Day 2 of the awareness month 🙂 I hope you are all keeping well.
Our second Endo warrior is the graceful Amina Mohammed. I met Amina for the first time late last year during a Yellow Endo Flower meet up. She is a sweet spirited fighter.
My name is Amina, I am 27 years old and an early years teacher. Working with kids and being near the sea bring me joy.Where it all beganMy periods started when I was 12 years old. From the first day I had painful cramps which were accompanied by throwing up and a running stomach.I remember being house bound for the first couple of days of my cycle because of the pain. I always had an old bucket for throwing up next to me, when it got too much, I just camped in the bathroom, with the cold floor easing my pain. All this time I knew that periods are painful and what I was going through was normal.In primary school, I heard a story that gave me some hope; people said that if you have painful periods, when it’s time to give birth your labour process will be painless.
When I was 19, I started getting constant sharp, stabbing pains in my abdomen, that’s when I knew something was wrong. I was referred to a gynae and she sent me for a scan and when the results came out she told me I had Adenomyosis and that I would have to be put in to early menopause. Imagine the trauma my 19 year old self felt, the first time I go to a gynae and she says I have a strange sounding disease and the treatment is menopause!
After a while I decided to seek a second opinion and that’s when I was diagnosed with Endometriosis. The new doctor explained it well and I had my laparoscopy where he found many endo lesions on the left side of my pelvic wall. The recovery went well until I started Zoladex injections, the side effects were awful: hot flushes, mood swings, and depression. Eventually I finished the treatment and I finally got some relief.The thief withinEndometriosis has stolen my energy and I am constantly fatigued to the point that I have to force myself to get out of bed.AloneEndo made me feel so alone because I felt that no one understood what I was going through. Fortunately, last year I found a very supportive group of ladies in Endo Sisters East Africa. It was such a relief to finally meet people who understand endo and get me.My strugglesI also struggle with bloating when I eat the wrong things, recently I bumped into a person I had not seen in years and they thought I was pregnant.I am working on the endo diet, I’ve given up dairy and red meat but my biggest struggle is wheat – I just can’t seem to give up bread and chapati.My lessonsI’ve learnt that no matter what, somehow I can get through the pain and dark times. It’s also really comforting to know that I am not alone, a support group is really important. Something that I learnt from you is to be my biggest advocate, that is still a work in progress but it is awesome advice.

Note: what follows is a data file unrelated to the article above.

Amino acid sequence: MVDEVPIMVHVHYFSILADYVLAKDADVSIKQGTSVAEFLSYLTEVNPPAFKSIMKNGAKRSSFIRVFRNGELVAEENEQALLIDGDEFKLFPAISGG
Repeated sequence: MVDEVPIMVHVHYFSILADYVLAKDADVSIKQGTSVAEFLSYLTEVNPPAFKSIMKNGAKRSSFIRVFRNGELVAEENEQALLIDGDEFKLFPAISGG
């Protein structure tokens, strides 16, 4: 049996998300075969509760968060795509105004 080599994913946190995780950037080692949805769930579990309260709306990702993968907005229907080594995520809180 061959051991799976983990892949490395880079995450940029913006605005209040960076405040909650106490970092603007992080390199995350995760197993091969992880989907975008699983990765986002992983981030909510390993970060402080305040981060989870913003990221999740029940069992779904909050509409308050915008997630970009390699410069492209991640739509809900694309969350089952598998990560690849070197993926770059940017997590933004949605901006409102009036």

My favourite flower is a rose because I believe that the thorns represent the struggles we go through and despite the thorns, the rose still blooms and becomes beautiful.
Thank you for sharing your story with us, Amina. Keep fighting and inspiring.
You can read the first story in this series here.